Making the mentoring relationship — or better, relationships — work
April 14, 2017
| By Mary Engel / Fred Hutch News Service
Mentoring has almost a mystical status in biomedical research. But the relationship can also be so idealized that it all but invites dashed expectations. Postdoctoral fellow Dr. Athea Vichas and her mentor, developmental biologist Dr. Cecilia Moens, talk about what makes a mentoring relationship work.
Brains, gusto, grit and humor on the (tenuous) path to a tenured job
May 19, 2016
| By Rachel Tompa / Fred Hutch News Service
Being a postdoc is an essential training ground for academic scientists, the unsung hearts and hands behind many of the research discoveries you read about in the newspaper, the people who actually “do” research, or a cheap source of labor to propel the machine of scientific progress.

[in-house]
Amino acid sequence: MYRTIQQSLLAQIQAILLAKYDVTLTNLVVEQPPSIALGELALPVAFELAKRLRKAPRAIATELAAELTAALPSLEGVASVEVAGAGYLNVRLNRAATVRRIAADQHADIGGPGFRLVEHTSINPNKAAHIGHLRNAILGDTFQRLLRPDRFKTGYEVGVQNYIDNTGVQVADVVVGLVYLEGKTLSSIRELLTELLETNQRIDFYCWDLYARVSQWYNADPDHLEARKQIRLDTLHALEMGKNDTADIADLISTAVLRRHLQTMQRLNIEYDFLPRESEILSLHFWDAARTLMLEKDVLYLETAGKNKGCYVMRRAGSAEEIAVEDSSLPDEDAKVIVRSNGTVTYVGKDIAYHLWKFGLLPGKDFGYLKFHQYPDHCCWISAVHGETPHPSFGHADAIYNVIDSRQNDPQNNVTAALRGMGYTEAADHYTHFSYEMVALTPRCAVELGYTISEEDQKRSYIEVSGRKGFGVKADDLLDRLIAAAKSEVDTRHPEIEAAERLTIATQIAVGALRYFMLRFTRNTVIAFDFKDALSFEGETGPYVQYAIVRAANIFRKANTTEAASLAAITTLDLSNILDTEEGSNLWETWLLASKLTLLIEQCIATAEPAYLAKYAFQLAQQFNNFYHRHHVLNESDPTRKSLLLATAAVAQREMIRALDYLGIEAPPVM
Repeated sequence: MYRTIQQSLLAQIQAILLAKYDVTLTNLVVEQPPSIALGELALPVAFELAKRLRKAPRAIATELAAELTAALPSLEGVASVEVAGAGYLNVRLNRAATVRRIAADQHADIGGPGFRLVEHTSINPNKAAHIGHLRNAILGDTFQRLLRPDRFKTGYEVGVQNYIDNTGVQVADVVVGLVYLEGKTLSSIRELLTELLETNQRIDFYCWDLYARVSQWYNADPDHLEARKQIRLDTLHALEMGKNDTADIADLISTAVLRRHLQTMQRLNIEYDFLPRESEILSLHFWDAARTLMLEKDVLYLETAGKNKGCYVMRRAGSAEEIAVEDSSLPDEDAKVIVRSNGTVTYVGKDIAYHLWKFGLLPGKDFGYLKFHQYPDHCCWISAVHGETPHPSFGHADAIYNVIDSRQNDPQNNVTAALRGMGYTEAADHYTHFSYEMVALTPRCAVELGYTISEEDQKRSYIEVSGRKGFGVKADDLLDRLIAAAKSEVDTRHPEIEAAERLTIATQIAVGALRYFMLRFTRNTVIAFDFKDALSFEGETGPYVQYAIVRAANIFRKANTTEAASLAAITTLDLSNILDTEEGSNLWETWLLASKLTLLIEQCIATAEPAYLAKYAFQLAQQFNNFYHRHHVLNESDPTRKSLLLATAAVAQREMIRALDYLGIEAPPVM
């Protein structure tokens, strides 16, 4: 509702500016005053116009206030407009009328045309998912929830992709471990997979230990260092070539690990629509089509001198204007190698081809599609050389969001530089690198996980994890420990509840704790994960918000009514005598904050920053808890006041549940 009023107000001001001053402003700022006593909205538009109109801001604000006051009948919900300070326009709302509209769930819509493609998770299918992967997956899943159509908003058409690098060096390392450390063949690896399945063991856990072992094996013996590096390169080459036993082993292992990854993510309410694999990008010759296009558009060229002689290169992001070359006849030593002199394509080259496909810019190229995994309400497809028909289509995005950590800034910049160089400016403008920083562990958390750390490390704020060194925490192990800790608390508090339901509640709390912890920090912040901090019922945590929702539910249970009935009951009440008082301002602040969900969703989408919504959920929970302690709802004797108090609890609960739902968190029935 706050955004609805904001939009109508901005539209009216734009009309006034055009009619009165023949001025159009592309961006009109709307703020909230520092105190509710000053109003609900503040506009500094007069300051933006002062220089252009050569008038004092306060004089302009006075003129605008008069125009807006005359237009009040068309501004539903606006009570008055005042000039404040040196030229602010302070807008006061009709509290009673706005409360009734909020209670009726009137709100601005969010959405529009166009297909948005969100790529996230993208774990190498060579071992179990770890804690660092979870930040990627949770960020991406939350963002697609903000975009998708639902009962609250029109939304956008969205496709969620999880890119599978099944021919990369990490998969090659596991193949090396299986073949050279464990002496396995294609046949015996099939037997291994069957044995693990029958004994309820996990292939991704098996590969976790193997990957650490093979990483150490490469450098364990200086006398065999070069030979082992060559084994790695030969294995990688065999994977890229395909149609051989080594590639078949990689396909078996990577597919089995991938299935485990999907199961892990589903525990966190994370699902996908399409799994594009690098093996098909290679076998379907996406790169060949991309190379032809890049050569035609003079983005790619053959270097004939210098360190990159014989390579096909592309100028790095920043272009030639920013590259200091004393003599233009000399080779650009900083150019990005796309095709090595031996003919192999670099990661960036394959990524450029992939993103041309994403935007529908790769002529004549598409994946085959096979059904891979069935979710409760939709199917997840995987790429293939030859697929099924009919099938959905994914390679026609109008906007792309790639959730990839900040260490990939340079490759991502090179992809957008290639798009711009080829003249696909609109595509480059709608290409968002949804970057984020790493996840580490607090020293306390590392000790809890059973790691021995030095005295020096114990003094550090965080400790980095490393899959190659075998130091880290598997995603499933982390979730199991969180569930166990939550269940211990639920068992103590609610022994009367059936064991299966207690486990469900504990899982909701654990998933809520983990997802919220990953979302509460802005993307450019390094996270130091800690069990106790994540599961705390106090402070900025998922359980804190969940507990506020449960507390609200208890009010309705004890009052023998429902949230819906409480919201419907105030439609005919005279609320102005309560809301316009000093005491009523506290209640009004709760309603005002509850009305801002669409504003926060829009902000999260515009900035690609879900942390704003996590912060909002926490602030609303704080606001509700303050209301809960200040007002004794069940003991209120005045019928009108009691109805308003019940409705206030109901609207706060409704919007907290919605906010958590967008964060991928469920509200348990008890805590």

Center continues its eight-year run as one of the top 20 U.S. research institutions in annual survey by The Scientist
March 7, 2011
When it comes to the best U.S. institutions for a postdoctoral researcher to work, the Fred Hutchinson Cancer Research Center consistently ranks in the top tier. This year, The Scientist’s ninth annual “Best Places to Work Postdocs” survey put the Center in the No. 9 spot among the top 15 U.S. research institutions. The survey results were released March 1.
Malik Lab postdoc Mia Levine honored for her heterochromatin research
Dec. 13, 2010
| By Colleen Steelquist
Dr. Mia Levine, a postdoctoral fellow in the Fred Hutchinson Cancer Research Center Basic Sciences Division’s Malik Lab, recently won a 2011 DeLill Nasser Award for Professional Development in Genetics from the Genetics Society of America. Her $1,000 prize, one of six awarded, will support her travel to the International Conference on Drosophila Heterochromatin in Gubbio, Italy, in June 2011.
Technology prize allows study of vaginal bacterial strains
Sept. 27, 2010
The Fred Hutchinson Cancer Research Center Vaccine and Infectious Disease Division’s Fredricks Lab has won a BioFlux Innovation Award. Dr. Laura Sycuro, a postdoctoral research fellow in the lab, authored the winning submission which focuses on screening characterizing bacterial strains that form multicellular communities, also known as biofilms, during infections that affect women’s reproductive health.